SC Politics

2024 South Carolina Primary Preview

“Politics is a blood sport in South Carolina.”

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For the second time this year, South Carolinians are heading to the polls. Back in February, they cast ballots in dueling presidential preference primaries (see results here and here). This Tuesday, they will cast their votes in partisan primary elections for state and local offices – determining which candidates will represent the two major parties in November’s general election.

Given how non-competitively drawn our state’s political districts are, in most cases partisan primaries are the only elections that matter … as the overwhelming majority of incumbent politicians in the Palmetto State face either token opposition or no opposition at all.

A lack of competitive races drives down voter interest – and participation – turning most of these races into “turnout drills,” or battles between opposing camps to identify and “turn out” more voters than their rival.



There’s also no top-of-the-ticket statewide race this year – no election which obscures all other contests in its shadow. We’re not picking a United States senator, nor a governor – nor even any statewide constitutional officers (those are all on the ballot in 2026, though).

In other words, lower-tier races are getting the attention they deserve … to the extent the electorate is paying attention.

Are they? We’ll find out over the next twenty-four hours …

Which races will we be paying attention to on primary night? Let’s take a look …



Without a doubt, the battle for South Carolina’s fourth congressional district – which includes the two biggest population centers in the Palmetto Upstate – has turned into an old-fashioned barnburner. This race has got everything Hollywood could ask for in a summer thriller: Power, money, sex scandals and two young, energetic opponents going at each other full throttle.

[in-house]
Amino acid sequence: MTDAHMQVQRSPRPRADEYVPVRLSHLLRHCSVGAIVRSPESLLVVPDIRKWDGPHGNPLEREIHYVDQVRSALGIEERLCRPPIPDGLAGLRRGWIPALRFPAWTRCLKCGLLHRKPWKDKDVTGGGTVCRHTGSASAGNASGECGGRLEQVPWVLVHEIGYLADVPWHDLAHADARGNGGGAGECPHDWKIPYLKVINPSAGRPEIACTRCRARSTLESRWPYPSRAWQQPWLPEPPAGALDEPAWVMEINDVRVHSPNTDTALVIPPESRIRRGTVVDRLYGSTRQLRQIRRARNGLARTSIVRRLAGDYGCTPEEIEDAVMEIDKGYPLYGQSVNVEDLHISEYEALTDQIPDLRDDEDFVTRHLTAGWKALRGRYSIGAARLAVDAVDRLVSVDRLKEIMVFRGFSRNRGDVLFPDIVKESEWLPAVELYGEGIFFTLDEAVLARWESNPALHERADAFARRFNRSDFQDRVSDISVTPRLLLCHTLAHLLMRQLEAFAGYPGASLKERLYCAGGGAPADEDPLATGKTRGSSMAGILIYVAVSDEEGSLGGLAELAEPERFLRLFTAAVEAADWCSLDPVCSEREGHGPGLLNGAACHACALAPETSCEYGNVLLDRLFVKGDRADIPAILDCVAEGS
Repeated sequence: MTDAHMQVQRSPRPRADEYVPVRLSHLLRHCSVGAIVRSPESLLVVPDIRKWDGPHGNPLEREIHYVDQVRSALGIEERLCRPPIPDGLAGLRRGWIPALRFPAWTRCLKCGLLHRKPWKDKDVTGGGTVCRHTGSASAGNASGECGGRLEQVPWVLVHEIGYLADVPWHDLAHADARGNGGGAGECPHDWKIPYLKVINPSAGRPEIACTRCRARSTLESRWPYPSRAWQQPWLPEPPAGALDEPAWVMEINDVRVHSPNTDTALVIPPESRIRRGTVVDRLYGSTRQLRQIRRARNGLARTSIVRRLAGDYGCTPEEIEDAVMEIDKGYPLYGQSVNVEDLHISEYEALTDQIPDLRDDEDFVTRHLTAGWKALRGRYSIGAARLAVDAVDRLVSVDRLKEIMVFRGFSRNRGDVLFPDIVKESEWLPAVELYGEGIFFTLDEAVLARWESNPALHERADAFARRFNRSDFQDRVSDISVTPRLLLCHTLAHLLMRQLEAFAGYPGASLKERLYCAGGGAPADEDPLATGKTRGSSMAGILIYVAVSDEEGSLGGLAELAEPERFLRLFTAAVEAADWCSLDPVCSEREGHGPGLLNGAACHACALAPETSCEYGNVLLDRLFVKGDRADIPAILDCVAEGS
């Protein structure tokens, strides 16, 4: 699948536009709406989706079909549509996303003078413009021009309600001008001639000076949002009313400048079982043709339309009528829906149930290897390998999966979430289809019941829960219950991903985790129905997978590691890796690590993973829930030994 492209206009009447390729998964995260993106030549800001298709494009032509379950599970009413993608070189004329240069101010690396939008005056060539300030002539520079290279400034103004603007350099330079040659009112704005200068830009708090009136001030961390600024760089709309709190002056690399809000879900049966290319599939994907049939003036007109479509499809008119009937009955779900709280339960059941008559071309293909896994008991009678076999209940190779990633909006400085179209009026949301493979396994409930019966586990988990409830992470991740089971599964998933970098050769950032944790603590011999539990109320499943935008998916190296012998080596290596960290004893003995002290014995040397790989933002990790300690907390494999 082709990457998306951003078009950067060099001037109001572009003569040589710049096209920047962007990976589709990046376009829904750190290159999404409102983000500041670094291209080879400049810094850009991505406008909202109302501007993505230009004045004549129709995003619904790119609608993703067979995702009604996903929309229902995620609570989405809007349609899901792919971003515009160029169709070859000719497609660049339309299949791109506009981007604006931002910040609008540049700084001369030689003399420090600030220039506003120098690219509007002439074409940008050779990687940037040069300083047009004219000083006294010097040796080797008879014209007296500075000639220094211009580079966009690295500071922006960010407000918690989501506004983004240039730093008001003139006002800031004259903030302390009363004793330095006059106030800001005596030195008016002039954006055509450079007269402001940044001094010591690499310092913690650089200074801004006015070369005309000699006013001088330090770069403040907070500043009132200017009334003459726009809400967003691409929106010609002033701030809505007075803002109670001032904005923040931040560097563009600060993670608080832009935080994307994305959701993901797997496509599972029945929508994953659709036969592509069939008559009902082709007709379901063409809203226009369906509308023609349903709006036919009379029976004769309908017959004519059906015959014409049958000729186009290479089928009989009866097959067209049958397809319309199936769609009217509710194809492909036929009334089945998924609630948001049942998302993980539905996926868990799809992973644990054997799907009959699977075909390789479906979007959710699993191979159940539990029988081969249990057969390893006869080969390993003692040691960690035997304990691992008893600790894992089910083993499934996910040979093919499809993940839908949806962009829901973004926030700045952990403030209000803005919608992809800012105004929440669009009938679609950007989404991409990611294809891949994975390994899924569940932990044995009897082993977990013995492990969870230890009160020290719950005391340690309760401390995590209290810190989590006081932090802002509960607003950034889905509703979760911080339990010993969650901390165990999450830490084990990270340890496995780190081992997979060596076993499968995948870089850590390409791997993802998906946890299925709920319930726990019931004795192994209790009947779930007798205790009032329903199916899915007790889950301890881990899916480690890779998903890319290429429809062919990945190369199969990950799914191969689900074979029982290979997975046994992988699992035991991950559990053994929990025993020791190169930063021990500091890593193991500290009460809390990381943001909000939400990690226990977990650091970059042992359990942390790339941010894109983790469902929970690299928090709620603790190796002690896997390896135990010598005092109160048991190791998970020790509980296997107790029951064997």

The race also highlights the ideological divide that is increasingly pulling Palmetto State Republicans into opposing camps … and then setting them at war against each other. 

Incumbent congressman William Timmons, the scion of one of the Upstate’s wealthiest families, is asking voters to send him back to Washington, D.C. for a fourth term. But Timmons has found this to be his rockiest ride since he was first elected in 2018.

First, there was a messy extramarital affair that led to a super secret divorce (all of which first came to the public’s attention two years ago with Timmons’ bungled attempt to head it off at the pass).



But the GOP establishment faithful have rallied to one of their own. Money was never going to be a problem for Team Timmons, and it wasn’t. Nor were VIP endorsements, including the biggest get of all: Donald Trump.

While it’s terribly cliché, it’s also totally accurate to say state state representative Adam Morgan’s campaign has a David v. Goliath quality to it. Running on little more than a financial shoestring, the chairman of the S.C. Freedom Caucus has successfully framed his brand – and made his case – as a status quo alternative who would move the GOP in a different direction in Washington.